"A truly remarkable project, and one of the most significant projects I have seen in my Scouting career".  Oh, those aren't my words, those were our Council's Advancement Chair for Eagles.  He was so impressed with the scope of Dan's project, that he nominated it for the Eagle Scout project of the year.  Dan, this winter, attended that dinner and while he lost to another project in the Rochester area, he gained another benefit, a mentor assigned to him who is a full partner in one of the most recognized law firms in Rochester.  I suspect this may be of great benefit to Dan as he pursues his interest in law and politics in college over the next 7 years, but the Scoutmaster in me, wonders if Dan's mentor, might learn from Dan too?  Time will tell.  

      If Dan continues in law, the path is unrestricted to the top of that field, in fact several of our current Supreme Court Justices were Boy Scouts, and Stephen Breyer, is an Eagle.  

     If Dan choose politics, there are too many Scouts and Eagles to name, but if he aspires to the highest office, he'll join the ranks of Scouts, John F Kennedy, Bill Clinton, George W Bush, Barak Obama, and Gerald Ford who was an Eagle. 

     If Dan chooses a career in business, he'll be following the paths of Scouts like, Sam Walton, Steve Fossett, Richard Branson, Ross Perot, Steven Spielberg and even Bill Gates.  Bill Gates, father was an Eagle and his son, the Microsoft founder, was a Life Scout. 

     If Dan chooses to sit on the couch and watch TV, two of his favorite TV personalities will remind him of his Scout and Eagle obligations, Bear Grylls and Mike Rowe.  It's tough to escape your destiny as an Eagle Scout.  Mike Rowe, an Eagle himself, was once asked to write to a potential Eagle to help inspire him, and this is what he said (read Mike's comment's the link is here) http://meritbadge.org/wiki/images/3/30/Mike_Rowe-Dirty_Jobs_Eagle_Letter.pdf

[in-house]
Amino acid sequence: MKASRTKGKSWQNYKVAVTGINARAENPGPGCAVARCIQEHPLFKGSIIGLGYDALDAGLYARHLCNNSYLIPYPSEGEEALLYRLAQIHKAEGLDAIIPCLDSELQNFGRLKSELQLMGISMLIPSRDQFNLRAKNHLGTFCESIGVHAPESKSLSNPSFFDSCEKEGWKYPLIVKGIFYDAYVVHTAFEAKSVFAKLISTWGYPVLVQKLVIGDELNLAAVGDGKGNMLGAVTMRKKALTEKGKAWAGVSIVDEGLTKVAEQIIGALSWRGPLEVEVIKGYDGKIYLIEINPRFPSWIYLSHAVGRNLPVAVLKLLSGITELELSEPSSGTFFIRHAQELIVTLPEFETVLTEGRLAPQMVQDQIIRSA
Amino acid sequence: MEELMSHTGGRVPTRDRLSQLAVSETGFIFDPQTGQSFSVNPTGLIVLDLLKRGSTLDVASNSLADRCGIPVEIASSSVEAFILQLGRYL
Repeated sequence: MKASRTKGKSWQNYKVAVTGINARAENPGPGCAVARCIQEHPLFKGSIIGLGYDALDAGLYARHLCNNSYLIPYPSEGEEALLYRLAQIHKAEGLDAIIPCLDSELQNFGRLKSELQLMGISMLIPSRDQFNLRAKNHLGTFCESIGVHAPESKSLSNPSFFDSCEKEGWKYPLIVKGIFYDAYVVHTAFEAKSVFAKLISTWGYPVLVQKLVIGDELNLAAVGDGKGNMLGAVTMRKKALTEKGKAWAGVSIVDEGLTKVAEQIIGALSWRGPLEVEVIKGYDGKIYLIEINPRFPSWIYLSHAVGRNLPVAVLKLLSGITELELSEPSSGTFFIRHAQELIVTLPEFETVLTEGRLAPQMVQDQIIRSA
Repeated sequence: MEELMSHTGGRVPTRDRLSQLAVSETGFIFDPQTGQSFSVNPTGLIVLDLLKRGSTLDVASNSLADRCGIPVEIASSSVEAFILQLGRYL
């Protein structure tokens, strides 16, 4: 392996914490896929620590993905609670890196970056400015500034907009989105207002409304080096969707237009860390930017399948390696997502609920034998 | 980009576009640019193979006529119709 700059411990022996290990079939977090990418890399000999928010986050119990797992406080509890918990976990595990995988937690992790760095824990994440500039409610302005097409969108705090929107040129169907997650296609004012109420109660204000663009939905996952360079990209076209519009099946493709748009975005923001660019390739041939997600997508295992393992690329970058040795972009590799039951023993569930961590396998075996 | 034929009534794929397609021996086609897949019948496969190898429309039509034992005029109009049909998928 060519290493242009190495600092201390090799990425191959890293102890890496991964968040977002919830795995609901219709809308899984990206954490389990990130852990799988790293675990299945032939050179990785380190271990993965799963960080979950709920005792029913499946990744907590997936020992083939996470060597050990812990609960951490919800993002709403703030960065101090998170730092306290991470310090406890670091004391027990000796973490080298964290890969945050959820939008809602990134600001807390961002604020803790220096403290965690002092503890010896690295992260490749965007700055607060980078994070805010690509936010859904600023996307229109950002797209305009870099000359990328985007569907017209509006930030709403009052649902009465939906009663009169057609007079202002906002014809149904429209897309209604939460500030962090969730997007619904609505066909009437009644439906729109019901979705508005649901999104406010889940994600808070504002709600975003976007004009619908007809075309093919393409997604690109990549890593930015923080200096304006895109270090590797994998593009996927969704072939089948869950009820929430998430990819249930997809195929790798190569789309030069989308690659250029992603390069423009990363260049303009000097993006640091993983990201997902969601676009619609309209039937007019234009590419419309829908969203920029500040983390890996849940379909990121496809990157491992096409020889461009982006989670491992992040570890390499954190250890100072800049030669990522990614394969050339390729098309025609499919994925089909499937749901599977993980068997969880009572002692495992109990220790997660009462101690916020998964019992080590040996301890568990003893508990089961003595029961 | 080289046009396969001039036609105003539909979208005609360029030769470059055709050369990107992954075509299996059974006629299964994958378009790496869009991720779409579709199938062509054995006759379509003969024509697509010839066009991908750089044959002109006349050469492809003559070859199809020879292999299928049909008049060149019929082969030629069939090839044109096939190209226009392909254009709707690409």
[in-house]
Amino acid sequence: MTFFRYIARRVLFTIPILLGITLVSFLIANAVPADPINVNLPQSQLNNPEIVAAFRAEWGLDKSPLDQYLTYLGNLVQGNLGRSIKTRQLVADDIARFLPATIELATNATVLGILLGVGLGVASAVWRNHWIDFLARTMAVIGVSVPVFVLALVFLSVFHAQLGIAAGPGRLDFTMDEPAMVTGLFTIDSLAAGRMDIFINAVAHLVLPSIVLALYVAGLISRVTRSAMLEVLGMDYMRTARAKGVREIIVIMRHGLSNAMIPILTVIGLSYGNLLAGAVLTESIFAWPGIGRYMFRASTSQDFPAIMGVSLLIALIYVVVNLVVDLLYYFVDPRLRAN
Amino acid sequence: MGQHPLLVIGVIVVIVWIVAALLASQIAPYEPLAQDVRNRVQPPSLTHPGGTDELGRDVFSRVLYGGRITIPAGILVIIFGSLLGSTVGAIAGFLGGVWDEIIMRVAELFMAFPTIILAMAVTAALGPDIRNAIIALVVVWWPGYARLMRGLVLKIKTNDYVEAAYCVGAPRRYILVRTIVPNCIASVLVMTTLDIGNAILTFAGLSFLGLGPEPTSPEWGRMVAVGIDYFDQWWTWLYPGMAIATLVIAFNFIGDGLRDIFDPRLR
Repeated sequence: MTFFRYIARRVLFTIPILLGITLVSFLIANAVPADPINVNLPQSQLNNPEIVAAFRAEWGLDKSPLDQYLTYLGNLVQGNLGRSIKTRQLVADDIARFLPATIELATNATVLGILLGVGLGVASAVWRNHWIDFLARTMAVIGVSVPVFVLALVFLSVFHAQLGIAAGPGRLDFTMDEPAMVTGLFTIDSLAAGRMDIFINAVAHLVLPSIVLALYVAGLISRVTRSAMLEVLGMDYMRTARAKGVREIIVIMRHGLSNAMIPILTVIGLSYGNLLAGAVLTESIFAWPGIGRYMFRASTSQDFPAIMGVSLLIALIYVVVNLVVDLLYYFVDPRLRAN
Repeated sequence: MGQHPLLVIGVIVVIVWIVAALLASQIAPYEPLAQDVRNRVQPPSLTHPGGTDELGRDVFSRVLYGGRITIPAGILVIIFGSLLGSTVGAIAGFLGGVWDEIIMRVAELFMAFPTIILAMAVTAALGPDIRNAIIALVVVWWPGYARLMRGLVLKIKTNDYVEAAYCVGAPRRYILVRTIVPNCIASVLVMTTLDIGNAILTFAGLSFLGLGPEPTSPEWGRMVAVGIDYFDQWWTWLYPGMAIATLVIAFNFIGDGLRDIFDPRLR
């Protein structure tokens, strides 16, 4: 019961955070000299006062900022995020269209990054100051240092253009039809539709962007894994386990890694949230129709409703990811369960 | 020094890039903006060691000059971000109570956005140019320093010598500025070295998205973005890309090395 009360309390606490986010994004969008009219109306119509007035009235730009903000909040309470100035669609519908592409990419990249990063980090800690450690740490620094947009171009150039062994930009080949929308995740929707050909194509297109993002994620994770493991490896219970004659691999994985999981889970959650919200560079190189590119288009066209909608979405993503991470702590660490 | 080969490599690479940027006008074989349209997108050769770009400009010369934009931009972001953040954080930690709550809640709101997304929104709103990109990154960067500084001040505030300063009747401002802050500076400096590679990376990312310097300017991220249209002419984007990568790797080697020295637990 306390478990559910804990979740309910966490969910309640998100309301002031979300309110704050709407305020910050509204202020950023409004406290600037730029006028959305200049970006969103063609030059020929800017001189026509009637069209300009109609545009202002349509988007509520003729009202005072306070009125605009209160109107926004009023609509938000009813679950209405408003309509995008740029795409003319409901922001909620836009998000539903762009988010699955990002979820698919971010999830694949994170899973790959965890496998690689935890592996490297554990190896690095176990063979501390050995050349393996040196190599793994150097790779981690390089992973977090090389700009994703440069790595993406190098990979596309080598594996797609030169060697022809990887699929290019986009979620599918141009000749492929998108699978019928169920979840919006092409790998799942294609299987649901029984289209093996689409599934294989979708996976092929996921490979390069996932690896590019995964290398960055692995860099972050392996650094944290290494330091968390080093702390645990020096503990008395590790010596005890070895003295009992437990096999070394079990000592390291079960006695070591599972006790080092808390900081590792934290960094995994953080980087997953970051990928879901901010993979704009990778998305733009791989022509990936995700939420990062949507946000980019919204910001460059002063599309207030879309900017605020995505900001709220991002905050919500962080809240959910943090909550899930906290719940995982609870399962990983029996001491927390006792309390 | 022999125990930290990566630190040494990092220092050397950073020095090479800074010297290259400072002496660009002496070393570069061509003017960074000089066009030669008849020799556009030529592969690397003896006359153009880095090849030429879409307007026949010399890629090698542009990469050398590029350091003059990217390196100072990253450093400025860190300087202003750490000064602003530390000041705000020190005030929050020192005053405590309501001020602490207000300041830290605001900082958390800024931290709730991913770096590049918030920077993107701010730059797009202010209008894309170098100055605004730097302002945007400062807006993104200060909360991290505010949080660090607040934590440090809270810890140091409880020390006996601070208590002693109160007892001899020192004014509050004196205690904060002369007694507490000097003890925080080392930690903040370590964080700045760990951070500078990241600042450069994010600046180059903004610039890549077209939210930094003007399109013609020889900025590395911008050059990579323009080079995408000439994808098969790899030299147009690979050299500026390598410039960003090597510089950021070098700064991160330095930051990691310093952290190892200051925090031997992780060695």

Lastly if you doubt that the sky is literally the limit for this Eagle, ponder for a moment that 11 of the 12 sets of footprints on the moon were made by Scouts, including the first set made by Neil Armstrong who was an Eagle.

     In closing, I admit that I do not know the path that lays in front of this new Eagle.  Remember, it's not the  Award that makes an Eagle, it's all the experiences, and hard work attached to it, and what the Scout learns from them, that makes an Eagle.  As his Scoutmaster, I can tell you Dan has done the work, and he has learned from it.  

The Eagle has landed.

5 comments:

Daphne Mays said...

Wow! He sounds like an incredible young man! I'm sure he will succeed at whatever he decides to do! Fantastic post! Thanks for letting us come along for that story!

Anonymous said...

So much to be proud of in one young man, an amazing family and dear, dear friends. Bill you made me weep. Love you all.

Anonymous said...

I worked a few time with Dan, and I can't agree more, he is a great kid. Great job Mom and Dad!

torcon said...

Bill, that was an fantastic post and speech! You both have truly raised a fine young man who has a bright future ahead of him. Thanks for sharing with your "extended family" south of the Mason-Dixon line!

Anonymous said...

He's grew up so quickly and in ways now surpasses those who taught him. May he never forget these lessons